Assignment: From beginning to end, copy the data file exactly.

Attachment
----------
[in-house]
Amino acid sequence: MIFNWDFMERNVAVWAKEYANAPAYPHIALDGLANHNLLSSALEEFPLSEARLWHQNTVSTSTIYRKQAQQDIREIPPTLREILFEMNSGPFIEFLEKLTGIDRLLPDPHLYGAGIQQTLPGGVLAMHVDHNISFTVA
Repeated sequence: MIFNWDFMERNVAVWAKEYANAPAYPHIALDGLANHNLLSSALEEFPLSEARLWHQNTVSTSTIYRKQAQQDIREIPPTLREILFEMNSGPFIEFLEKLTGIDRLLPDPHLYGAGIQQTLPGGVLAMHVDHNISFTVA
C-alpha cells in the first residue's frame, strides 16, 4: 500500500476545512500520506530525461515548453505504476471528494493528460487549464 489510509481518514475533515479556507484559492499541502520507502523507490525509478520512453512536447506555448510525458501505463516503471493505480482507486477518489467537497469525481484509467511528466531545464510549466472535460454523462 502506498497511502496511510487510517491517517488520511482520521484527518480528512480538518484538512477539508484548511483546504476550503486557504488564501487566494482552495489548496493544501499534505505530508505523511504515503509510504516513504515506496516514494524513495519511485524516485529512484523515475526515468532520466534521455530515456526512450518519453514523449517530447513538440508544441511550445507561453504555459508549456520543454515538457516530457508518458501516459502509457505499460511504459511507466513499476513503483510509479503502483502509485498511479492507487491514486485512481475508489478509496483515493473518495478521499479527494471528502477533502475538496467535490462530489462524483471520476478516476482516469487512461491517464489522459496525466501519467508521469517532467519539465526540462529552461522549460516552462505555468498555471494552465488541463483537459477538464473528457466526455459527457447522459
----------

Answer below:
[in-house]
Amino acid sequence: MIFNWDFMERNVAVWAKEYANAPAYPHIALDGLANHNLLSSALEEFPLSEARLWHQNTVSTSTIYRKQAQQDIREIPPTLREILFEMNSGPFIEFLEKLTGIDRLLPDPHLYGAGIQQTLPGGVLAMHVDHNISFTVA
Repeated sequence: MIFNWDFMERNVAVWAKEYANAPAYPHIALDGLANHNLLSSALEEFPLSEARLWHQNTVSTSTIYRKQAQQDIREIPPTLREILFEMNSGPFIEFLEKLTGIDRLLPDPHLYGAGIQQTLPGGVLAMHVDHNISFTVA
C-alpha cells in the first residue's frame, strides 16, 4: 500500500476545512500520506530525461515548453505504476471528494493528460487549464 489510509481518514475533515479556507484559492499541502520507502523507490525509478520512453512536447506555448510525458501505463516503471493505480482507486477518489467537497469525481484509467511528466531545464510549466472535460454523462 502506498497511502496511510487510517491517517488520511482520521484527518480528512480538518484538512477539508484548511483546504476550503486557504488564501487566494482552495489548496493544501499534505505530508505523511504515503509510504516513504515506496516514494524513495519511485524516485529512484523515475526515468532520466534521455530515456526512450518519453514523449517530447513538440508544441511550445507561453504555459508549456520543454515538457516530457508518458501516459502509457505499460511504459511507466513499476513503483510509479503502483502509485498511479492507487491514486485512481475508489478509496483515493473518495478521499479527494471528502477533502475538496467535490462530489462524483471520476478516476482516469487512461491517464489522459496525466501519467508521469517532467519539465526540462529552461522549460516552462505555468498555471494552465488541463483537459477538464473528457466526455459527457447522459